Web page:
Wednesday Oct 21, 2020
Pakistan has good reason to want the World Trade Organisation (WTO) to be a successful institution, which helps the world’s least developed countries to grow their economies. The country considers the multilateral trading system to be the cornerstone of its trade policy.
Pakistan is also a signatory to the South Asia Free Trade Agreement and has important bilateral free trade agreements with China, Indonesia and Iran.
With that in mind, Pakistan now faces an important choice.
Two intelligent, experienced and impressive women – South Korea’s Yoo Myung-hee and Nigeria’s Ngozi Okonjo-Iweala – are in competition to be the WTO’s next leader.
So, which one should Pakistan support?
Members must reach a consensus on which person should be its next Director General by October 27. At the moment, lobbying is in the final stages and telephone calls are taking place between presidents and prime ministers.
Some Pakistanis might naturally want to back a fellow Asian for the role. On the other hand, they may think that Pakistan has more in common with a big, developing nation, such as Nigeria, than it does with relatively small, rich and successful South Korea.
Although Pakistan enjoys cordial diplomatic relations with both countries, it does not have a deep relationship or alliance with either of the two. And then, trade with South Korea and Nigeria is of little significance to Pakistan’s economy.
In such circumstances, Pakistan is likely to consult with China – which Prime Minister Imran Khan regards as an “iron brother” – before making its decision. Some China-watchers believe the African candidate is Beijing’s favourite, especially as she might be persuaded to appoint a Chinese person as her deputy director general if she wins.
However, it has emerged during the campaign that Ms Okonjo-Iweala holds a passport from the United States. This could undermine trust with China, which encourages its friends to stand up against US pressure within the WTO.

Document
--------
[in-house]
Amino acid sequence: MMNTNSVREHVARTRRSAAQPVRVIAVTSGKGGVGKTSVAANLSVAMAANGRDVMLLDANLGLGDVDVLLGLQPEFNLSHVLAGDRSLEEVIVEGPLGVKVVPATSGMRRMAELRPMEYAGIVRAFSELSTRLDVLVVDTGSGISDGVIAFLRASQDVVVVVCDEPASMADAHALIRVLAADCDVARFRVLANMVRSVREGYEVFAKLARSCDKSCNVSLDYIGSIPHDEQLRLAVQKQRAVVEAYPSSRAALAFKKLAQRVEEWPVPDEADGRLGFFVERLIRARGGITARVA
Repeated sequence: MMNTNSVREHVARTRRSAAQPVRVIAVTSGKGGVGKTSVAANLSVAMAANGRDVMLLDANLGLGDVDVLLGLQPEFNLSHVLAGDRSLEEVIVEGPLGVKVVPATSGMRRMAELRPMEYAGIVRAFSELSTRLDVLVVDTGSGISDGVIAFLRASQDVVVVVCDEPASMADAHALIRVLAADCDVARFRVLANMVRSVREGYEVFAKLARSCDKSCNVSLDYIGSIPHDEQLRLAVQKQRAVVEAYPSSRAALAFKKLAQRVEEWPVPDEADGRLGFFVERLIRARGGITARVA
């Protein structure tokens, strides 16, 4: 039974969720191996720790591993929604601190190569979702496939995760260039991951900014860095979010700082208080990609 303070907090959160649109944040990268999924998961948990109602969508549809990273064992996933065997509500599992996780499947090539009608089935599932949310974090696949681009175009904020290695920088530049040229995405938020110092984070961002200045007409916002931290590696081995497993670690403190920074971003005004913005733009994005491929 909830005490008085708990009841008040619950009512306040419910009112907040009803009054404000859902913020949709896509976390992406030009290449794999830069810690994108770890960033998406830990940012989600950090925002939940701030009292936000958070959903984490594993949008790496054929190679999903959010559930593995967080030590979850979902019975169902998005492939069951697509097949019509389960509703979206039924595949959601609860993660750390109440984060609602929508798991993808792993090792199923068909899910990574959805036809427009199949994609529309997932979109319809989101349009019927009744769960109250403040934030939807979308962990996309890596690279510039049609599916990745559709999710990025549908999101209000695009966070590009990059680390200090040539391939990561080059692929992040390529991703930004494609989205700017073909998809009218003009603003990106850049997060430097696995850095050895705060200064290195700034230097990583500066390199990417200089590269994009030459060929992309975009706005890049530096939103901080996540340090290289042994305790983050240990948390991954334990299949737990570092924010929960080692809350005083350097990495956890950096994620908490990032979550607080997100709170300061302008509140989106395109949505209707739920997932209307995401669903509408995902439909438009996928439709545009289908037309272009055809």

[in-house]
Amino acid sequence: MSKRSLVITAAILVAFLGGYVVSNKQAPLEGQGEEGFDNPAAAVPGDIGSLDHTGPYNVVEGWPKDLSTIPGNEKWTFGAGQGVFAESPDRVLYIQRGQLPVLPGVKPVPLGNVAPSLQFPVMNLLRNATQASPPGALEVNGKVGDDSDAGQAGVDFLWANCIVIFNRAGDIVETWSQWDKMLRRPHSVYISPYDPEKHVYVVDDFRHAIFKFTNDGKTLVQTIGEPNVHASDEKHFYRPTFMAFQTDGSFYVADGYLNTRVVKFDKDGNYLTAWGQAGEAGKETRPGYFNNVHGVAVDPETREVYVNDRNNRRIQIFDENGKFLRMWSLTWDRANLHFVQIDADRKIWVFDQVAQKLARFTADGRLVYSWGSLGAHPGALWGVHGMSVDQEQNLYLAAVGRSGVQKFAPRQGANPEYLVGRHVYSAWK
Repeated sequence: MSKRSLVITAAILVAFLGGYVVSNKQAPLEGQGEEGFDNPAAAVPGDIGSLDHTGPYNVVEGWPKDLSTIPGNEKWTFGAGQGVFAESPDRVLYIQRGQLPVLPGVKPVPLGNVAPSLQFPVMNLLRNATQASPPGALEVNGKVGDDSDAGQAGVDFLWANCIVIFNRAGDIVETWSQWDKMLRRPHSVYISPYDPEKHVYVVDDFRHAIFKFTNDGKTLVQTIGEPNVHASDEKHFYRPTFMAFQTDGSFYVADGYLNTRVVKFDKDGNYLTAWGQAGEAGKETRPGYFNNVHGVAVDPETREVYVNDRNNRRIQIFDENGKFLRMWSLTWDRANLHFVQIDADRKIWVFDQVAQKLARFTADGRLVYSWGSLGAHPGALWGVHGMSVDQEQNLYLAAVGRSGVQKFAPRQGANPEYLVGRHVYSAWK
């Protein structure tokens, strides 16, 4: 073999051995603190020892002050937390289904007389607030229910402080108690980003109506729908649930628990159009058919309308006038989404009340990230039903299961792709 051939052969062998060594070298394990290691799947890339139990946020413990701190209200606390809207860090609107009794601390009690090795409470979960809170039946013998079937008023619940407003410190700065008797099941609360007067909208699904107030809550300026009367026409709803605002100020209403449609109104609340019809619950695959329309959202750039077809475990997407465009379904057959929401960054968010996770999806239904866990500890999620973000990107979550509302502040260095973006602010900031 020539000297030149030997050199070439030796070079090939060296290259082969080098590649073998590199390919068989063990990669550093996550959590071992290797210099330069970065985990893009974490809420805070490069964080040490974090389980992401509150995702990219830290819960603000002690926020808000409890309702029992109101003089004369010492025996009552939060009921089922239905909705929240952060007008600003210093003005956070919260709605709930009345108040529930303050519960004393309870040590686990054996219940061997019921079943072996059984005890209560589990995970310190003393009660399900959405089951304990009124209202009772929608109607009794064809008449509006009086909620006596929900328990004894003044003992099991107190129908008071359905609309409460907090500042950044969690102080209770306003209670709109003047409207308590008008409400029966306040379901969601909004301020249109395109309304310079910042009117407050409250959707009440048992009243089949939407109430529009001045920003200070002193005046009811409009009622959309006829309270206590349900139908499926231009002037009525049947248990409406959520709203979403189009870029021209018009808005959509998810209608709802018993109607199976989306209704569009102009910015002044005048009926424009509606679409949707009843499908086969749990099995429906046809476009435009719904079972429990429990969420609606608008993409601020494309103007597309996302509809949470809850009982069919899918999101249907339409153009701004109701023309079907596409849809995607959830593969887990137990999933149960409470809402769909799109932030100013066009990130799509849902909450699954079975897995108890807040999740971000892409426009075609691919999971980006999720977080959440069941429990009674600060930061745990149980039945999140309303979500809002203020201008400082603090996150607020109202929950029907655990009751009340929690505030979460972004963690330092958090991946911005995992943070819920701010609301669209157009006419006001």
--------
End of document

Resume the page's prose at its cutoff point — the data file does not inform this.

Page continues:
In recent years, South Korea’s President Moon Jae-In has been careful not to join the chorus of anti-Chinese rhetoric, preferring to stick to a cautious middle ground. Yoo Myung-hee strikes a similar moderate tone.
Actually, I am somewhat surprised that she has reached this stage, considering that she was initially dismissed as an outsider. Now I take the view that she might just win the race, provided she can revive enthusiasm for multilateral cooperation.
Yoo Myung-hee in fact presents herself as a “bridge” candidate, aiming to overcome the divide between the US and China, and also between rich countries and developing nations.
She told a webinar organised by Chatham House recently that “inclusiveness and sustainability” are important for the WTO because it should “address the concerns of people and countries which have not gained much benefit from trade.”
While the nationalities of the candidates are influential, it is also important to consider their professional track records.
Yoo Myung-hee has a deep knowledge of the processes which guides the multilateral trading system, having specialised in that area since the mid-1990s. During that time, South Korea has become one of Asia’s richest nations, largely through trade, matched by patient diplomacy.
Ngozi Okonjo-Iweala is more lively and is an impressive communicator. She is also a highly educated economist and a former finance minister. However, she has less in-depth knowledge of trade policy. During a webinar organised by Chatham House in July, she brushed off claims she lacks experience. "Most of all," she said, “the choice for director general should go beyond technical skills – you need boldness, courage,” she said.
Another area in which South Korea scores well is the fight against corruption. South Korea ranked 39th on the global corruption perception index,, published by Transparency International in 2019, an improvement of two places since the year before. Nigeria, on the other hand, languished in 146th position, 26 places on the table below Pakistan.
Critics of Ms Okonjo-Iweala claim that nearly a billion dollars a month went missing from Nigeria’s oil revenues when she was finance minister. "I think it's a shame she is even being considered for the role of director of the WTO " Sarah Chayes, author of Thieves of State, a book about corruption, told AFP.
Personally, given Yoo Myung-hee’s greater experience in the field of international trade, she is the candidate who has the edge.
It also helps that South Korea’s status has risen, alongside its economic development, built on trade. On that basis, I believe that Yoo Myung-hee offers the members of the WTO an opportunity to learn from one of the architects of this impressive progress. She should be a particular inspiration to the women of Asia.
Bartlett is the Editor of Asian Affairs magazine and has reported as a BBC Correspondent from South and East Asia.